Fosters Groups Treasury Wine Estates pulls funding for Wine Australia in UK

Foster's Group's Treasury Wine Estates pulls funding for Wine Australia in UK

Foster's Group's wine arm, Treasury Wine Estates, has withdrawn funding from trade body Wine Australia in the UK, its largest export market.

Disagreements over the marketing strategy for Australian wine in the UK have caused Treasury Wine Estates to "temporarily withdraw" from Wine Australia in the country, the Foster's Group subsidiary confirmed today (1 February).

Australia remains easily the largest export of wine to the UK in terms of volume, ahead of France. However, overproduction in Australia, a strong Australian dollar and a consumer shift in the UK to wines from other New World countries, such as Chile and New Zealand, have prompted a crisis of confidence in the Australian wine industry.

Treasury Wine Estates, alongside some of the other major players, are concerned that that Wine Australia's new A+ campaign seeks to promote higher-priced wines at the expense of mainstream brands in the UK.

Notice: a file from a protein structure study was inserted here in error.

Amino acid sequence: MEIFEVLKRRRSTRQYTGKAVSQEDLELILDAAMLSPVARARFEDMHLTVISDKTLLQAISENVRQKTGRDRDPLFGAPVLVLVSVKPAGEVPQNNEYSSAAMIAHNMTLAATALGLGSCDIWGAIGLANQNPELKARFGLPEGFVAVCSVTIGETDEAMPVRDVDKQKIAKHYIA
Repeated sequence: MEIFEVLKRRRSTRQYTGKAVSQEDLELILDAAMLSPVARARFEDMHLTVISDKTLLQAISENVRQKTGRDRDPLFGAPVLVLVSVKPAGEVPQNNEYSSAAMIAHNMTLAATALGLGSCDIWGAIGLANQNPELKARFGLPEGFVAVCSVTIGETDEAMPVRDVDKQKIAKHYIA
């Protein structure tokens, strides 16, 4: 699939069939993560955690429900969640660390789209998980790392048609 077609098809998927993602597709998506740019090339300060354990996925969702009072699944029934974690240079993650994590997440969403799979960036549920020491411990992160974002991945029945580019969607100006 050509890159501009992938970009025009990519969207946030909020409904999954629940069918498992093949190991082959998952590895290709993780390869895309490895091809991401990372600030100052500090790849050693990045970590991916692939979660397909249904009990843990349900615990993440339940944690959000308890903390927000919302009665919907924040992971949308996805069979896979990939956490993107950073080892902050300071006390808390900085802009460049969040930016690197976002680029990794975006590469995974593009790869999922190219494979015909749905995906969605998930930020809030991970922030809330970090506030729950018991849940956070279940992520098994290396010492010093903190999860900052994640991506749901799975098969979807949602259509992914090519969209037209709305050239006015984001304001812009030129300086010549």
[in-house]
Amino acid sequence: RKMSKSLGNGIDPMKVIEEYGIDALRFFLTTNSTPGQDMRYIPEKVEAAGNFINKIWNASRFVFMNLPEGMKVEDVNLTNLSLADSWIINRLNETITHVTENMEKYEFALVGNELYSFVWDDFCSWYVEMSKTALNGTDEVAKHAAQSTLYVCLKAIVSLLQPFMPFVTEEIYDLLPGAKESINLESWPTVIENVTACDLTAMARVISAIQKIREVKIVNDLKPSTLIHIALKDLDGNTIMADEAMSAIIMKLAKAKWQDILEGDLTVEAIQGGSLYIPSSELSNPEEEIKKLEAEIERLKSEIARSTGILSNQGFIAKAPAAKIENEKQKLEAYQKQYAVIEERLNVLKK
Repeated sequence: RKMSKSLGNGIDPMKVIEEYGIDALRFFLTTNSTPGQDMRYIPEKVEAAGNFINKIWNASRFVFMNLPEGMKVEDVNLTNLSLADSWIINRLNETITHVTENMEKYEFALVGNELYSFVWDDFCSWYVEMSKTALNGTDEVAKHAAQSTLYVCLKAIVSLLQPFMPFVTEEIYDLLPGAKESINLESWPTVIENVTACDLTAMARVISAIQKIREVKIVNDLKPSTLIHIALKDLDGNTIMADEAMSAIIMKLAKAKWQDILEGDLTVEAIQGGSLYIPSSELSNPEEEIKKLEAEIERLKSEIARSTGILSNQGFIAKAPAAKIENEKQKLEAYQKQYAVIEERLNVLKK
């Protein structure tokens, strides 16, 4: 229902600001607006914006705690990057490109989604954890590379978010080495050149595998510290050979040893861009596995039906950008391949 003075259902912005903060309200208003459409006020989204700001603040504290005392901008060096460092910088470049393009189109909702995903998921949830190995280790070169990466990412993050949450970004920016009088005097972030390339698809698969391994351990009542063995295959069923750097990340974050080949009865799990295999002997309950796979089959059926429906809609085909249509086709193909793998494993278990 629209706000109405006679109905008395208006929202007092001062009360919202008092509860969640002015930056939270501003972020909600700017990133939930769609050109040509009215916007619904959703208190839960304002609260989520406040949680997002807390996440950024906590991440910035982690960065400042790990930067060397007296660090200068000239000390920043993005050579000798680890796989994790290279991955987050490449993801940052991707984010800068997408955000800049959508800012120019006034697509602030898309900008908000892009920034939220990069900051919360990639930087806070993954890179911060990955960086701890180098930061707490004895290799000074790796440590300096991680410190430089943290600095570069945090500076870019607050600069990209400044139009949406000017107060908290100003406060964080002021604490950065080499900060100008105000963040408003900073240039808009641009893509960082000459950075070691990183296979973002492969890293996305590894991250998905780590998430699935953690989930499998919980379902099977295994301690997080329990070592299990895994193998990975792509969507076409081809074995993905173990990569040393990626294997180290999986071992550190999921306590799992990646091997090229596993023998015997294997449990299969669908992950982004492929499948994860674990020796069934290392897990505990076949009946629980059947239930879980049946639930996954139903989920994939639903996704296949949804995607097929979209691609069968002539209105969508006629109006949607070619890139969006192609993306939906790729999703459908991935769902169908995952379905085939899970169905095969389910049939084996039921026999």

"We don’t believe that the new A+ campaign currently being leveraged by Wine Australia does enough to promote and represent our total portfolio of brands," said the MD of Treasury Wine Estates in Europe, Middle East and Africa, Peter Jackson.

"In addition, the strength of the Australian dollar is significantly impacting our profitability so it is vital we review all of our on-going investments to ensure they are delivering the greatest return," he said.

The group has challenged Wine Australia to review its strategy. "We still believe there is a role for a generic body to promote and enhance the reputation of Australian wines in the UK and will be happy to review our position once a more commercially-driven campaign is put in place," said the Wolf Blass wine producer.

The company's stance is the first significant test of Wine Australia's new director in the UK, Yvonne May, who only took on the job this month. May could not be immediately contacted by just-drinks.

Australian winemakers saw the AUD rise by 8% against the US$ and by 11% against GBP sterling in the first nine months of last year, according to Rabobank. Exports of bottled Australian wine to the UK fell by 28% in volume in calendar 2010, although total export volumes to the country rose by 4% due to stronger demand for bulk wine imports, according to Wine Australia figures.

In 2009, Treasury Wine Estates' rival, Australian Vintage, also announced that it would withhold funds from Wine Australia.